Already at its launch in February it was clear that the Coboc TEN Torino is no ordinary urban e-bike. In particular, the racing handlebars and the comparatively thick tyres have never been used by the Heidelberg-based Coboc company before. And in combination with the equipment of the rear rack, mudguards and lighting system, the new model is also quite unique among the available e-bikes in general. It is a mixture of an off-road gravel bike and a commuter bike suitable for everyday use. The Coboc TEN Torino can now show in this test who this special bike is aimed at and what it is particularly suitable for.
Design has always been a central theme at Coboc – after all, these bikes were probably the first to install the electric drive largely invisibly in the bicycle (as a reminder: that was in early 2014).
Over the years and the expansion of the range, in addition to the clean and minimalist Singlespeed models, those with comfort features such as mudguards and lighting were added. The new Torino is also based on these. This means that the frame itself is typically Coboc without frills and houses the user interface with its five LEDs on the top tube. The rear light is embedded with three LED strips of seat tube — already known from other Coboc models, but still a rather unique solution. Similar to the integrated rear rack: it runs parallel to the rear wheel, so it’s hardly noticeable; but it can hold a luggage bag on each side when needed.
Apart from that, it is mainly the many small details that give the design that certain something. The cockpit is very clear and tidy with the cables running along the handlebars, and these are also integrated in the frame in the best possible way. The mudguards and the rack are kept in plain black and thus form a visual unit with the equally dark tyres — which makes them as inconspicuous as possible. This directs the eye to the frame with its high-gloss metallic paint in Silent Green. An unusual color tone that perfectly reflects the possible area of application of the bike.
As mentioned at the beginning, the racing handlebars make the difference at first glance — but not only that. The genes of a Gravel-Bike are also evident in the Apex 1 shifting group from Sram, which was developed exactly for this type of bike. The front derailleur has a single chainring, and at the rear there are 11 gears with a huge 42 sprocket for the smallest gear that is suitable for mountain use. Shifting is done by a separate shift lever on the right brake lever; simply pushing to the left brings the next higher gear, by pushing one more step to the left you shift down. The hydraulic disc brakes are also from the Apex 1 series and have 160mm discs at both the front and rear.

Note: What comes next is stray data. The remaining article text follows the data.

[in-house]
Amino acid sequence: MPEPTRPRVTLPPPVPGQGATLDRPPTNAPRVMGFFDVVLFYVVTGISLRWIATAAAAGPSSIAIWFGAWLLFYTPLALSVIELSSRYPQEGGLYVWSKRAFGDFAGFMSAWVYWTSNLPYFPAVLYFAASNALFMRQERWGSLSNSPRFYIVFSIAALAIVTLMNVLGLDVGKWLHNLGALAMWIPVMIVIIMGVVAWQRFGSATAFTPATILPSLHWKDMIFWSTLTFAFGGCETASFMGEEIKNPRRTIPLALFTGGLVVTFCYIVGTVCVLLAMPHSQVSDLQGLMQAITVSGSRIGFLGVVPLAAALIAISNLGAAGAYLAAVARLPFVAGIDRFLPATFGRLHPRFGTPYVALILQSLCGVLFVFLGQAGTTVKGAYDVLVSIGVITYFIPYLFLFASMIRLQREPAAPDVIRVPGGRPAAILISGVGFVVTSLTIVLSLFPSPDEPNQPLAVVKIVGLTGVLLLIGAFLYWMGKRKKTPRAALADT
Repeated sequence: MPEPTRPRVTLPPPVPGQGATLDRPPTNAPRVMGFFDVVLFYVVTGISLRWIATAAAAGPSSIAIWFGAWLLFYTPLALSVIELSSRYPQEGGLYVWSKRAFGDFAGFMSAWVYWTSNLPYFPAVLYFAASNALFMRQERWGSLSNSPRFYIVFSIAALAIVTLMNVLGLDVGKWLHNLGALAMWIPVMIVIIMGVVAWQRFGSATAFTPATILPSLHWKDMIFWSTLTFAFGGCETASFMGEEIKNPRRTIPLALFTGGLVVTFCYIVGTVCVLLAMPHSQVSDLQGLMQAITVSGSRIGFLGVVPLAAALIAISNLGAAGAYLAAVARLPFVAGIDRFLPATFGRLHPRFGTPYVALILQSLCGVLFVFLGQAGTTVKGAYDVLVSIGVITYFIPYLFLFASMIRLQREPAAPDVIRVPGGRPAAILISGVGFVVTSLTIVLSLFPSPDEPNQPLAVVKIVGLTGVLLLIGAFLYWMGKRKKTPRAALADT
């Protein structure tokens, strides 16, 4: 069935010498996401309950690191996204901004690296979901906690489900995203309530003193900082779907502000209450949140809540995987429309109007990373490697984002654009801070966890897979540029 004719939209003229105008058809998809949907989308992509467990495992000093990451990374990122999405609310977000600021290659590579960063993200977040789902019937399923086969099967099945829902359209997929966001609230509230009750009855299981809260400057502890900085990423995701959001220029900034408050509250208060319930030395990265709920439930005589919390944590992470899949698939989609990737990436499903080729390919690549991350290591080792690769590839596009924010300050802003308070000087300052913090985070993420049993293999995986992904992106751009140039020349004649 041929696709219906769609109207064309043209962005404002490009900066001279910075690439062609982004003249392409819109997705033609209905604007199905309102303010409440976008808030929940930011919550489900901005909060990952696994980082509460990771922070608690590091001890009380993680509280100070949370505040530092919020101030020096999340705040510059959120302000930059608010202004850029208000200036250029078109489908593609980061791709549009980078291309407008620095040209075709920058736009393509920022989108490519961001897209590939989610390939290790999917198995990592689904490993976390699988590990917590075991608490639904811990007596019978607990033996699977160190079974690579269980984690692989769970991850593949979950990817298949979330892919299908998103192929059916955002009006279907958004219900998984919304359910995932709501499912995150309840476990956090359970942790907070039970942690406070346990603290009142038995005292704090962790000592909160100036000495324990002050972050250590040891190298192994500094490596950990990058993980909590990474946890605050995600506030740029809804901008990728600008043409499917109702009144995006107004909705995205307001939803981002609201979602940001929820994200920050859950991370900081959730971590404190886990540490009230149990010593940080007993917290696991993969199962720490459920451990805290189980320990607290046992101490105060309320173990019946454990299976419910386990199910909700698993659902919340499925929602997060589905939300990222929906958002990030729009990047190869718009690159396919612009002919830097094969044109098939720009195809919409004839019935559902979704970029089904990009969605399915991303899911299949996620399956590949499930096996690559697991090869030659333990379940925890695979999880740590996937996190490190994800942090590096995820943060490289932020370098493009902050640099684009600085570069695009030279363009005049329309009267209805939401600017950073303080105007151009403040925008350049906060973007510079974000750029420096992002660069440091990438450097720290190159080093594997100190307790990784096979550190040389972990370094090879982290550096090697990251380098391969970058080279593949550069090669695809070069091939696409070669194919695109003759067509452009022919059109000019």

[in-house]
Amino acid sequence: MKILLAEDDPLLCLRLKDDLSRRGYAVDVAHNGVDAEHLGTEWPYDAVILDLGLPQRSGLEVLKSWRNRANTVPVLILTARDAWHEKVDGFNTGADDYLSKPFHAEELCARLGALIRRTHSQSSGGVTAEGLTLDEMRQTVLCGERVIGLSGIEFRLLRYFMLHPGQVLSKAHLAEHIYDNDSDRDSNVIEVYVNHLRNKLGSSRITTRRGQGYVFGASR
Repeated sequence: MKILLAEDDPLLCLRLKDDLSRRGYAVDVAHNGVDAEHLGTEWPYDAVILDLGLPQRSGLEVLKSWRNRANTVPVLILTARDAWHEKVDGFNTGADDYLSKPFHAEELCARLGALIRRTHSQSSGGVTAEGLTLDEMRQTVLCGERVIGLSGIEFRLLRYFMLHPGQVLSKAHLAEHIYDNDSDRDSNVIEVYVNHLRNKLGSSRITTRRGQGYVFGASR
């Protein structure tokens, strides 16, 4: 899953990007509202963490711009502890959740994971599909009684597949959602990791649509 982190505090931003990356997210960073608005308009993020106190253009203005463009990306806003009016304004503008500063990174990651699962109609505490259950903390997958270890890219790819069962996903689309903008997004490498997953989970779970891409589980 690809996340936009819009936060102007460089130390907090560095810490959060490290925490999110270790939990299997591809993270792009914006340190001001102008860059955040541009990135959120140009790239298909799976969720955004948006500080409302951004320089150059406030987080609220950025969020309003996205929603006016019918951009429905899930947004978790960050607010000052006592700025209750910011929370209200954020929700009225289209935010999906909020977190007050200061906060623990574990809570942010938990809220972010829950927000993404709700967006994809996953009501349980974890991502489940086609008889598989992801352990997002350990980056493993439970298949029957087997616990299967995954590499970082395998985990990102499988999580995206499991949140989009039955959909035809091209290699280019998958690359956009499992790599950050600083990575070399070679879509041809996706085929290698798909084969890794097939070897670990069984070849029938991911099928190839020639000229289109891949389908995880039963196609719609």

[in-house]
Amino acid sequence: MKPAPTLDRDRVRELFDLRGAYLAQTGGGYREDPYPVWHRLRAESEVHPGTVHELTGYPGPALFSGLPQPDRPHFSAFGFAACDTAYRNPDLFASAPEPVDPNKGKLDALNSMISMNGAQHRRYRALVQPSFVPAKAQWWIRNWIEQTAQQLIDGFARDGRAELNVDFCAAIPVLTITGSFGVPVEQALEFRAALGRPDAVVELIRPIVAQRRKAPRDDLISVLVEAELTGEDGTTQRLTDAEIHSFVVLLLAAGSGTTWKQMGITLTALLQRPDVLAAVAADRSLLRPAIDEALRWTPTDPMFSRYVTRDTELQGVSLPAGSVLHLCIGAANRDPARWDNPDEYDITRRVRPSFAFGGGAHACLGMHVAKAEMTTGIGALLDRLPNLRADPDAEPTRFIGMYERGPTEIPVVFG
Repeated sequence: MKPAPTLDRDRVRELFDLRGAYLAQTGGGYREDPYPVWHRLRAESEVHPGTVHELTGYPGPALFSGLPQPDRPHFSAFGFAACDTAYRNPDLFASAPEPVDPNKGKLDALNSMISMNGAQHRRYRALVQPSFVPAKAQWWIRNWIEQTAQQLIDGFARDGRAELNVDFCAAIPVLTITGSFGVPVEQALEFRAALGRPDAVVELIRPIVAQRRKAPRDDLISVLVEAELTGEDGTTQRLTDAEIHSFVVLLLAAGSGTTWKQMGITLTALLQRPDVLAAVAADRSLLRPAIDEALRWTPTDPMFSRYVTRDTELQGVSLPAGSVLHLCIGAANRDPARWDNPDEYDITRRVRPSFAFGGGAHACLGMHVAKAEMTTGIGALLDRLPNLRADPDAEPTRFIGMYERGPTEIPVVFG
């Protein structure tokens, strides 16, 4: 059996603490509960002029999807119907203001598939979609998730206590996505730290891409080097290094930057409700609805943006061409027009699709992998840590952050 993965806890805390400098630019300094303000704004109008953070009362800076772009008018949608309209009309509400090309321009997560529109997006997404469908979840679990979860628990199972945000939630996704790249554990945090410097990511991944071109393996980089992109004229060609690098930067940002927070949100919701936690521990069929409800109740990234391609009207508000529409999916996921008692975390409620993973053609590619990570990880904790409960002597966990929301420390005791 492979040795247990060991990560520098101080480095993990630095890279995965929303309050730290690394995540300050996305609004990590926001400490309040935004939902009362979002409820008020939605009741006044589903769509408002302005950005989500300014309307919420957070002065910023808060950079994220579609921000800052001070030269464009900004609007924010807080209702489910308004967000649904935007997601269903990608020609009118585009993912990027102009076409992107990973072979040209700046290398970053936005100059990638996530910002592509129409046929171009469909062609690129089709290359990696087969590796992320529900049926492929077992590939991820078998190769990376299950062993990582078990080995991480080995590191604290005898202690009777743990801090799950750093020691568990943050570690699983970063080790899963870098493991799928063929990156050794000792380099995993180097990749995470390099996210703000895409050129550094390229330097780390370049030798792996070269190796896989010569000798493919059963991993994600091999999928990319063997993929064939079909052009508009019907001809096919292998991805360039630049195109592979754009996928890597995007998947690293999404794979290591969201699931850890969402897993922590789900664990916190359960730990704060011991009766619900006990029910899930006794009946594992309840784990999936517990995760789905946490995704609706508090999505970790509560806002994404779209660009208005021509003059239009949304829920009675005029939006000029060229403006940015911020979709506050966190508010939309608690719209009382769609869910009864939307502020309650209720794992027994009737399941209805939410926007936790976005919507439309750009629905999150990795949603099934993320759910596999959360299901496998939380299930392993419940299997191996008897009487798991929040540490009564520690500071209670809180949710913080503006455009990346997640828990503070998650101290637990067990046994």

The lighting system consists of the specially designed tail light in the frame, which shines very brightly and is clearly visible. The same can be attested to the front headlight Mini 2 from Supernova, which is centrally mounted on the stem. Mudguards and rear rack are not part of the standard equipment of the Torino, but were mounted on the test bike. The former are from the manufacturer Curana and 55 mm wide from a stable aluminum-plastic sandwich construction. The luggage carrier, on the other hand, was developed by Coboc itself and can also be removed — unlike the version on Coboc’s SEVEN model series, where it forms a single unit with the frame. The maximum load capacity is 10 kg on each side, which is quite suitable for everyday use.